Some lesson learned

GENERATION Y: There is a big focus and awareness about Generation Y among employers in Asia. They call the young talents for “small princess” and are afraid that they will become too spoiled. The result of the one-child policy is that parents put all effort in their child and get very high expectations on them.

RELATIONSHIP: Establishing an employer branding presence in Asia depends on many factors such as personal relationships with officials and government entities – all of which take time to develop. The most attractive companies to work for in China have been in this region for a long time and their strong employer brands reflect their commitment and investment.

FEAR: Your reputation, regardless of if you are a company or a person, is extremely important in Asia. Many companies therefore feel that the safest way in doing employer branding is to do the same as the competitors. It takes time to try something new.

EMPLOYER BRANDING: Employer Branding is a new fast growing discipline. It’s a quite new topic and executed on an operational level rather than a strategically level. Employer Branding is still short term recruiting rather than long term branding. Few seniors or leader groups are involved in the Employer Branding work. It will take time before CEOs realize the advantage of Employer Branding.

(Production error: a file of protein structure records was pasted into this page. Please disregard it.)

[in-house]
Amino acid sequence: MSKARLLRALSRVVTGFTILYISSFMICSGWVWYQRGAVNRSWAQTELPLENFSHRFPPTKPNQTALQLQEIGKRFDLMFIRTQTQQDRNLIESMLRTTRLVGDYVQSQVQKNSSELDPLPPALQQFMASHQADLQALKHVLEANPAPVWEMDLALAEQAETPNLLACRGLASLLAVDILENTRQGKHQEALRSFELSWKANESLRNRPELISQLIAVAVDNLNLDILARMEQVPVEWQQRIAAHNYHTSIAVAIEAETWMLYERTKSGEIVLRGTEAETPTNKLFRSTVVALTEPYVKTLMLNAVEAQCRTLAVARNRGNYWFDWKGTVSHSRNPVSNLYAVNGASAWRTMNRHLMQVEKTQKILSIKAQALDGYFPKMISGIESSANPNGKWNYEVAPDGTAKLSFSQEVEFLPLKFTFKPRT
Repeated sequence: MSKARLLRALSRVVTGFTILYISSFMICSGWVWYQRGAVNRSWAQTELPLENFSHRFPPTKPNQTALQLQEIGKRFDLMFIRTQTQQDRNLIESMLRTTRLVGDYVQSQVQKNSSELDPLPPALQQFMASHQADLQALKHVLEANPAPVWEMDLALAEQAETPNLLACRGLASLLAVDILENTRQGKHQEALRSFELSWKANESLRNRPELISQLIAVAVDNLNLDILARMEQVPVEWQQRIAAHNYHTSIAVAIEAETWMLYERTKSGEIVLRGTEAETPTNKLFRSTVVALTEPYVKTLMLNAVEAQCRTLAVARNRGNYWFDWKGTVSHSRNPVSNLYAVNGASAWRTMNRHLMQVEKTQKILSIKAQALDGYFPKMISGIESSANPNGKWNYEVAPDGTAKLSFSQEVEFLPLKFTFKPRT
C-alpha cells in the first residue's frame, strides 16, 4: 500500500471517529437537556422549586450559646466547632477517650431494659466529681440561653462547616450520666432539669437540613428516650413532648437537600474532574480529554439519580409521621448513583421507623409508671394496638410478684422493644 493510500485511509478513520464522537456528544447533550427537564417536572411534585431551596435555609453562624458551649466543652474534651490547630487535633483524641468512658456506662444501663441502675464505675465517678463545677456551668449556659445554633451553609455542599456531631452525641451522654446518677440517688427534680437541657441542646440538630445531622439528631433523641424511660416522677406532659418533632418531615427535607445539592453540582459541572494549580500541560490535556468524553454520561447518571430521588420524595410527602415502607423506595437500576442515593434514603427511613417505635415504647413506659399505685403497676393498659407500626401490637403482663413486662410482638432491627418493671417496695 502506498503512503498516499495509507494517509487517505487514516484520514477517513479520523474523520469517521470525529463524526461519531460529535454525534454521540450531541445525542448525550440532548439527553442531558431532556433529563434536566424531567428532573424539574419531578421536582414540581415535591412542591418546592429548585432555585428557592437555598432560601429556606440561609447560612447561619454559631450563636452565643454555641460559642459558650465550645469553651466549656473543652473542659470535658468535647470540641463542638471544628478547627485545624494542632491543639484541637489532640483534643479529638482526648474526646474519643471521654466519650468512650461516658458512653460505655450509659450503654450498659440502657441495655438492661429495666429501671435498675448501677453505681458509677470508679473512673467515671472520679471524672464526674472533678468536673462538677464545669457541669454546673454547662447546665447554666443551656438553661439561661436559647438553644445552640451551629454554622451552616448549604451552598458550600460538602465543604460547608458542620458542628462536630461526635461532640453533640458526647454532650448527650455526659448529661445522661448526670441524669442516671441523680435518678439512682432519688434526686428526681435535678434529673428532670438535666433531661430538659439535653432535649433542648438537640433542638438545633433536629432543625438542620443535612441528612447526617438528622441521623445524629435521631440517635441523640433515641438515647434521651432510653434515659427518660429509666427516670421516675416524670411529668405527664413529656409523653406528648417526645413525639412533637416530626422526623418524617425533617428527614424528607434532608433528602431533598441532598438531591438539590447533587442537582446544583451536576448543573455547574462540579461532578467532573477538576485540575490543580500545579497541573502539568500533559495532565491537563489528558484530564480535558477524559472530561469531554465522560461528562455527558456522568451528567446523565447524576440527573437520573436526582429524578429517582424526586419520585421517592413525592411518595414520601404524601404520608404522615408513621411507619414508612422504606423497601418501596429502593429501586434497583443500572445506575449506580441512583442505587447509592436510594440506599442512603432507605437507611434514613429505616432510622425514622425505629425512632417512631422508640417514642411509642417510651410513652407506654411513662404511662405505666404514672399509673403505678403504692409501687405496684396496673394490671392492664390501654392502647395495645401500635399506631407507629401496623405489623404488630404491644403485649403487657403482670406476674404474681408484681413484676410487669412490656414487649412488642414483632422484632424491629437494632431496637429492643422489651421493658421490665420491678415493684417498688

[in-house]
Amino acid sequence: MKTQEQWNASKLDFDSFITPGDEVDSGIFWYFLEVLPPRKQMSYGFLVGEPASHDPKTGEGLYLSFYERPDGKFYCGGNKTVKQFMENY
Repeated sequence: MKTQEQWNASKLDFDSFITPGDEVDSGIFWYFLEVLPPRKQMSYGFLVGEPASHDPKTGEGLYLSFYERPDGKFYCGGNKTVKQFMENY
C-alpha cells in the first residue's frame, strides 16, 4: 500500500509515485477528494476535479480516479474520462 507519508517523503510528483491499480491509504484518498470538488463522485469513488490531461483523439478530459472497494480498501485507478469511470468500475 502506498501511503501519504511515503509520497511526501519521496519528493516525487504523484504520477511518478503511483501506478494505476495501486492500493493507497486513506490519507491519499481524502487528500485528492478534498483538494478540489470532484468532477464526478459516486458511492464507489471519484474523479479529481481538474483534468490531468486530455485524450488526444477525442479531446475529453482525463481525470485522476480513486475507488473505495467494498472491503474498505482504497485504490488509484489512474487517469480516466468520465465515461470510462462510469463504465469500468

RESEARCH: Using research to track and benchmark the Employer Brand is still a very new philosophy and tool for them.

Tuesday, March 2, 2010

Employer Branding surveys around the globe

The recruitment market is finally heating up again. At least based on feedback from many companies around the globe. They are starting to find it difficult and costly to replace talents as valued employees leave the workforce when times is getting better. As a response, Universum is right now conducting the world’s largest Employer Branding survey to help companies to understand more about preferences among young employees.

Having started with India in November and in Europe and North America in December, Universum is now reaching the final stages of the most ambitious research on student career expectations ever, conducted in 31 countries. To deliver the reliable and comprehensive trending data, relationships with close to 1,000 universities around the globe is needed. Around 350.000 students will complete the Universum surveys this year. The surveys are the first step towards developing a successful employer branding strategy, answering questions such as:

• What do students expect from their future working life?
• Which companies do students identify as ideal employers?
• Which companies are competing for the same talent?
• Which communication channels do students prefer to use?

Universum conducts regional and country specific research on several student populations:
graduates in Europe, US, Asia, Canada, Australia, Russia and South Africa.

If you are interested in understanding more about the surveys, send me an email at